Blessings Moyo has lived in Ireland for ten years, spending many years of that time in a Galway Direct Provision Centre. She describes those years as the worst of her life. Originally from Zimbabwe, she’s not comfortable describing herself as being ‘from Zimbabwe’ because we are all, in a sense, foreigners, she says. Labelling ourselves, and each other, based on where we came from only breeds inequality, discrimination, injustice, superiority, and greed. She believes we all came into this world to love and serve our fellow human beings as best we can. Her message to those in power around the world who think they own countries is to “slow down a bit, search yourselves and you will realise we are all foreigners. It is better to serve rather than to destroy other human beings.” If we want to help refugees we must first understand why people are forced to leave their countries of origin. From that understanding, strategies to assist will form.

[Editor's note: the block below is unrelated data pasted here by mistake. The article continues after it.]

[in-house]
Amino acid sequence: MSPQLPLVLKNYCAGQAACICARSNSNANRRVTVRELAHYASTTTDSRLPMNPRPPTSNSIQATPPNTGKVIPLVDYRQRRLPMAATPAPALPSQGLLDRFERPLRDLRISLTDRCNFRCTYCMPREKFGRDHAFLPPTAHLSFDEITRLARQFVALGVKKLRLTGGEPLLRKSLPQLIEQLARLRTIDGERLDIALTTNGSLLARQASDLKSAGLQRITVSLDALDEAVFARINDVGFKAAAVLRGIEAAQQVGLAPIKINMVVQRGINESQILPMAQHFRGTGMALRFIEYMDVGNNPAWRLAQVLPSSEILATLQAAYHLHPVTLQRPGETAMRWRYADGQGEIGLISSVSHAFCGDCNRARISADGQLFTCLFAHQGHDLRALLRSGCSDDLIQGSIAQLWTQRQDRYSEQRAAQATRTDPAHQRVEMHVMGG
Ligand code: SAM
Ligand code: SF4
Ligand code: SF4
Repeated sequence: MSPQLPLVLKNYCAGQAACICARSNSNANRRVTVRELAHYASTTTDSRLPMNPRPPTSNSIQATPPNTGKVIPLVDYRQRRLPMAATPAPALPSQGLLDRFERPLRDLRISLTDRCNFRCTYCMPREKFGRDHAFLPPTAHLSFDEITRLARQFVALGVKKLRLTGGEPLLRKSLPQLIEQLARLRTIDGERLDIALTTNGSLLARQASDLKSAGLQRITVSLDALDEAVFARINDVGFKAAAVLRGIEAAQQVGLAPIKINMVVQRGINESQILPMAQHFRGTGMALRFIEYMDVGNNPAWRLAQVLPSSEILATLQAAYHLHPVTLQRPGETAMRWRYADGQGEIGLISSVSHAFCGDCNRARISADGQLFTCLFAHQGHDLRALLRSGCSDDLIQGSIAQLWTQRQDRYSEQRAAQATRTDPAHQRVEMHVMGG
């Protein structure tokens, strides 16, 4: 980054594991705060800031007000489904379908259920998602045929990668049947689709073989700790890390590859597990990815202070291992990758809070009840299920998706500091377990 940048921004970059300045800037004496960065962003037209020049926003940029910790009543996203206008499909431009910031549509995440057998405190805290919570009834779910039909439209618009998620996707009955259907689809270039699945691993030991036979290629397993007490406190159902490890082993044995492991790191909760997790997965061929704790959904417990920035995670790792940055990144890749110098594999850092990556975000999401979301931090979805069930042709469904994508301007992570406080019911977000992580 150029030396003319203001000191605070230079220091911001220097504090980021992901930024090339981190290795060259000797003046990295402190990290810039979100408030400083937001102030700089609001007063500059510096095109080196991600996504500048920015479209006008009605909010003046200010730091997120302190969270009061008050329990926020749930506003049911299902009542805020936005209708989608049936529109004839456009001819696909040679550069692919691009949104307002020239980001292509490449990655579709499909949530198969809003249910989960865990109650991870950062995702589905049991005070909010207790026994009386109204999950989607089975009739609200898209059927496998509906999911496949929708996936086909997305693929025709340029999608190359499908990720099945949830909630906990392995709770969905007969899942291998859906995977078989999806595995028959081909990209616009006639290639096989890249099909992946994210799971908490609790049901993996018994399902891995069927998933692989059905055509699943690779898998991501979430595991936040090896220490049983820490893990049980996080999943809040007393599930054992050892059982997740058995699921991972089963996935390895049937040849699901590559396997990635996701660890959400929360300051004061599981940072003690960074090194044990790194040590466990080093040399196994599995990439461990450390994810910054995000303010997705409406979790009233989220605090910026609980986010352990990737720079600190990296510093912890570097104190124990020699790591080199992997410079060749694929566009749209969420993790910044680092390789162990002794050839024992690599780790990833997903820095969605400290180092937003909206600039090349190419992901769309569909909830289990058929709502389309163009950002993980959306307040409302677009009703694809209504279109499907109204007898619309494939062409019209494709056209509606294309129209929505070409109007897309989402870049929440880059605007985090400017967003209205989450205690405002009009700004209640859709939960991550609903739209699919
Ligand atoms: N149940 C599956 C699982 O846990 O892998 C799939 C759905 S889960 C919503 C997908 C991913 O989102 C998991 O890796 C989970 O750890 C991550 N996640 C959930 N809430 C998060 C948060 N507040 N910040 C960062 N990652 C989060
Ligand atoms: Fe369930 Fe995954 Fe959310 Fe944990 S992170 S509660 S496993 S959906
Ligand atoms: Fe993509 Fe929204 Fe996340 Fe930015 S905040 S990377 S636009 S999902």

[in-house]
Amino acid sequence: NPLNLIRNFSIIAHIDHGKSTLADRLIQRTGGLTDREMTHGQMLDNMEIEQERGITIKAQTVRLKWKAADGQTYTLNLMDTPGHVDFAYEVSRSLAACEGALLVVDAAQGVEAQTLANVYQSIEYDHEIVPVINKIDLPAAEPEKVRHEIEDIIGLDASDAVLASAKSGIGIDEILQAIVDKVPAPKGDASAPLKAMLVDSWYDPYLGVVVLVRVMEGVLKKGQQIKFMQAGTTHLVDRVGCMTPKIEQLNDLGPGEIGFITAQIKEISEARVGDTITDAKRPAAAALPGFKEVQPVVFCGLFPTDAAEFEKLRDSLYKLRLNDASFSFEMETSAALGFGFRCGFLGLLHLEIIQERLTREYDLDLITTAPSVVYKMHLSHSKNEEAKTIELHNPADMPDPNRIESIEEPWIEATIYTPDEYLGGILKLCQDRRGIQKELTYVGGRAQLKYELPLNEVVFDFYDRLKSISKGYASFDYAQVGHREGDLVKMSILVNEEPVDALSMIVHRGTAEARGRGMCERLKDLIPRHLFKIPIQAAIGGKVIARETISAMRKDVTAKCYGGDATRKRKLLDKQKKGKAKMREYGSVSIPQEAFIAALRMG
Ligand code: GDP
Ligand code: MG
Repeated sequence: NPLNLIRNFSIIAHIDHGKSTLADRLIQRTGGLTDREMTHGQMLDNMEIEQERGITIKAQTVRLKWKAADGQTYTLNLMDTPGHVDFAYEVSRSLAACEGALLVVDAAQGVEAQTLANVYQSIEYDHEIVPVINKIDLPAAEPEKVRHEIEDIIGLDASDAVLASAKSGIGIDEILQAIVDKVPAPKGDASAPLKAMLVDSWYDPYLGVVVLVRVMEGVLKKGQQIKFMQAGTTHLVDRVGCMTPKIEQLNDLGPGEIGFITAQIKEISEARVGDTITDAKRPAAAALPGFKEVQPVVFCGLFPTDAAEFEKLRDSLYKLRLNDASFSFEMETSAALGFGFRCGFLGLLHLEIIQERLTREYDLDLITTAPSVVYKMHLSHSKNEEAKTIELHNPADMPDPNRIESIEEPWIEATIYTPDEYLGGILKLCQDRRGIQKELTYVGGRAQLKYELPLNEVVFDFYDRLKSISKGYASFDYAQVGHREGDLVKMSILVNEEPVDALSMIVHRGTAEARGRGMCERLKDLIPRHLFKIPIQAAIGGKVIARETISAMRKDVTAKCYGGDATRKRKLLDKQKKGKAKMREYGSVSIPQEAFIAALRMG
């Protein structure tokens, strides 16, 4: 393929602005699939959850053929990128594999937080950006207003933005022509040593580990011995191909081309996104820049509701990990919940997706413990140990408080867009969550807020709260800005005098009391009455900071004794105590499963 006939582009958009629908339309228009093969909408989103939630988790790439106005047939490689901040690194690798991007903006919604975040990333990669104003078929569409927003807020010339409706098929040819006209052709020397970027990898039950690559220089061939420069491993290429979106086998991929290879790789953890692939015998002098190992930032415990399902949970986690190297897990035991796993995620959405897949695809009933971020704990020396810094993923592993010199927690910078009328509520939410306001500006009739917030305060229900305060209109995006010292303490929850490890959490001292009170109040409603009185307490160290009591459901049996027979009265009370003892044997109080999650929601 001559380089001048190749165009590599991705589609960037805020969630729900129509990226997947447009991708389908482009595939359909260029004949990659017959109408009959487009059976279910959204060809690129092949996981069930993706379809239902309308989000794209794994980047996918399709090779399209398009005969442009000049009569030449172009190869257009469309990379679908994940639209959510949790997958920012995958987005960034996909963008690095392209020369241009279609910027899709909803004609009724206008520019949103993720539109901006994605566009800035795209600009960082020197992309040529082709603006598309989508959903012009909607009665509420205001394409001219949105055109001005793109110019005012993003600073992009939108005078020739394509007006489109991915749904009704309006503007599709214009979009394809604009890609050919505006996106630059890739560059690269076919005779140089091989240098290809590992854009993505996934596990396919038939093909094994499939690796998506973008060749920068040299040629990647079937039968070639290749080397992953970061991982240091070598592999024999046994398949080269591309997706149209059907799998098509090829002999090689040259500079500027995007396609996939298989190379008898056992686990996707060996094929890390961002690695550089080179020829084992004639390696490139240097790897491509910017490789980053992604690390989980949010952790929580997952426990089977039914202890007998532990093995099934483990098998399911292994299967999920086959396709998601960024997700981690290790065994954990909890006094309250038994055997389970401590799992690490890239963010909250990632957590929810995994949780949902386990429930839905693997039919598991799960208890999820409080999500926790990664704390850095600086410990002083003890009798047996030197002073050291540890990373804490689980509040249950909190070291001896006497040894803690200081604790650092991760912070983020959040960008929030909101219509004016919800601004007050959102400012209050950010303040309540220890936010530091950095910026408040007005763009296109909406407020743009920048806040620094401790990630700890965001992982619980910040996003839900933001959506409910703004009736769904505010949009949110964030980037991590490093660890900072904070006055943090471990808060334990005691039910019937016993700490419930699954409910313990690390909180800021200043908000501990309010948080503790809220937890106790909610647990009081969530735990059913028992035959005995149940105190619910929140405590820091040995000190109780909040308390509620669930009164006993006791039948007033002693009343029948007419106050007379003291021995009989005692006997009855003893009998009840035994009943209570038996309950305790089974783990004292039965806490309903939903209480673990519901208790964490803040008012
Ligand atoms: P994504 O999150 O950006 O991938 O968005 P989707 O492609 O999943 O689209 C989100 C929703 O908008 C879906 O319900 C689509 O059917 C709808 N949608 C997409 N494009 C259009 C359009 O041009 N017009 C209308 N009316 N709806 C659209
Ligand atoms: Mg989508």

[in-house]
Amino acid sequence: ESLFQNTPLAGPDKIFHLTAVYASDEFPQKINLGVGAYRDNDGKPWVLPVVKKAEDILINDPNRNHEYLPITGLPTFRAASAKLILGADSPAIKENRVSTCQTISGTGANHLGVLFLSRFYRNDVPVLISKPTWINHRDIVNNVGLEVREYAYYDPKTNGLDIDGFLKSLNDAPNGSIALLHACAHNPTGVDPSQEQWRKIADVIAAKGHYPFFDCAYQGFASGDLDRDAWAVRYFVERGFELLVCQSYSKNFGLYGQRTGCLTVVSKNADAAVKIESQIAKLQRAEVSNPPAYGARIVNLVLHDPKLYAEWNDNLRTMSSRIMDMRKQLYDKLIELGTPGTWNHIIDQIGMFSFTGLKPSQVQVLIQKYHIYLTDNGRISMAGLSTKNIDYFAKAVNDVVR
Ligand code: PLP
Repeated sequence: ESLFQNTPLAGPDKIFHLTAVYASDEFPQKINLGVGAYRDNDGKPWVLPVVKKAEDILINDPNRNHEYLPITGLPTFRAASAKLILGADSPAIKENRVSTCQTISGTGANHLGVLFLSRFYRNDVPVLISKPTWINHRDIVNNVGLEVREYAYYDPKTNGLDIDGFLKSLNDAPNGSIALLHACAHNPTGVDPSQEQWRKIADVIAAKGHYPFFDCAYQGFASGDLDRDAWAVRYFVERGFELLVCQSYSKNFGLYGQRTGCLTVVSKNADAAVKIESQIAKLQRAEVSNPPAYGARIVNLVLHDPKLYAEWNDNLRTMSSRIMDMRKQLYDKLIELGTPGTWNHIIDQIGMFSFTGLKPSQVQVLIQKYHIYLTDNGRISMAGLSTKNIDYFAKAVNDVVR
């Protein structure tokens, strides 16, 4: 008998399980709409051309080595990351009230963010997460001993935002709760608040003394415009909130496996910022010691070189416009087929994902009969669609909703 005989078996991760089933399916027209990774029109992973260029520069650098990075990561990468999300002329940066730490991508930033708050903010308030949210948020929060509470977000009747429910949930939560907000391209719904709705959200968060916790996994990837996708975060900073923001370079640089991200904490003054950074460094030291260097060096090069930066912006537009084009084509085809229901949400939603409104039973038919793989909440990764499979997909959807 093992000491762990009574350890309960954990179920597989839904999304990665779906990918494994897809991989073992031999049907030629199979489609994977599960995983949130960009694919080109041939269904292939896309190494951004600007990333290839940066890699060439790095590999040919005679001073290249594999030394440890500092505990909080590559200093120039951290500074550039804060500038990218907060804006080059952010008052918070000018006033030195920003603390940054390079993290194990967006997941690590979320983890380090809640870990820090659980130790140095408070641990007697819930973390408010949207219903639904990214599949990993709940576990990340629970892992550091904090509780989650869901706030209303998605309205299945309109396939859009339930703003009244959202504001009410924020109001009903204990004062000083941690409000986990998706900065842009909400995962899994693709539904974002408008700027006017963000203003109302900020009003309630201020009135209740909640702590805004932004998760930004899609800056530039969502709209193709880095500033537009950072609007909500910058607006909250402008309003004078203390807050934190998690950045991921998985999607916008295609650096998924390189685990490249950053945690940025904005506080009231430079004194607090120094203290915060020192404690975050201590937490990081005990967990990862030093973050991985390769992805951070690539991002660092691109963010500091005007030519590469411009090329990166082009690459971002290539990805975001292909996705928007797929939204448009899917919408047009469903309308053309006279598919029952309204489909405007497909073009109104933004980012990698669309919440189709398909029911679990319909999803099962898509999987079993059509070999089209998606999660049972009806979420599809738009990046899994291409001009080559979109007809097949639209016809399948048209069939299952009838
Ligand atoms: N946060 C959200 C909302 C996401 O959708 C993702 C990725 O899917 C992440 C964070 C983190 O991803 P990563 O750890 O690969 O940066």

She has campaigned against the Direct Provision system, describing it as oppressive, and been invited to address meetings as an African voice for asylum-seekers and the marginalised. Two years ago she founded One World Tapestry, a pop-up restaurant aimed at combating racism and promoting multicultural activities to help communities on the edge, like Africans and Travellers, integrate. It brings people together through food, music, fashion, art and poetry. She has taken on the role of activist because her conscience won’t allow her be a bystander.
Life has not been easy, but Blessings has learned from her experience that asylum-seekers can change things by speaking out with the support of communities. Share information and the government will listen, she says.